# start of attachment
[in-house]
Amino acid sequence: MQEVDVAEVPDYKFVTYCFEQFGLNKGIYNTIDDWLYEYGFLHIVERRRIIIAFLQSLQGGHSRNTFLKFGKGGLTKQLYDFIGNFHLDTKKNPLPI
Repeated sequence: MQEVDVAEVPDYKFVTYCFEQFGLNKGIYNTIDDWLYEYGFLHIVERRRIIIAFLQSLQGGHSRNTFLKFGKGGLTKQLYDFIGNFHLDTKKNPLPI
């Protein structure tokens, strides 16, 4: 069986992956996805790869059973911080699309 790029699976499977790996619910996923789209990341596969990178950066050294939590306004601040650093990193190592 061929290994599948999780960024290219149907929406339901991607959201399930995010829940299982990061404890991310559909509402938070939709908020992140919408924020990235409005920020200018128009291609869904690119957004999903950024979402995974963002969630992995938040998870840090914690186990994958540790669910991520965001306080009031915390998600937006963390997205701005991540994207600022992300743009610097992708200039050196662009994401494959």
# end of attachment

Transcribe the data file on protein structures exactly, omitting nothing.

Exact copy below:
[in-house]
Amino acid sequence: MQEVDVAEVPDYKFVTYCFEQFGLNKGIYNTIDDWLYEYGFLHIVERRRIIIAFLQSLQGGHSRNTFLKFGKGGLTKQLYDFIGNFHLDTKKNPLPI
Repeated sequence: MQEVDVAEVPDYKFVTYCFEQFGLNKGIYNTIDDWLYEYGFLHIVERRRIIIAFLQSLQGGHSRNTFLKFGKGGLTKQLYDFIGNFHLDTKKNPLPI
């Protein structure tokens, strides 16, 4: 069986992956996805790869059973911080699309 790029699976499977790996619910996923789209990341596969990178950066050294939590306004601040650093990193190592 061929290994599948999780960024290219149907929406339901991607959201399930995010829940299982990061404890991310559909509402938070939709908020992140919408924020990235409005920020200018128009291609869904690119957004999903950024979402995974963002969630992995938040998870840090914690186990994958540790669910991520965001306080009031915390998600937006963390997205701005991540994207600022992300743009610097992708200039050196662009994401494959």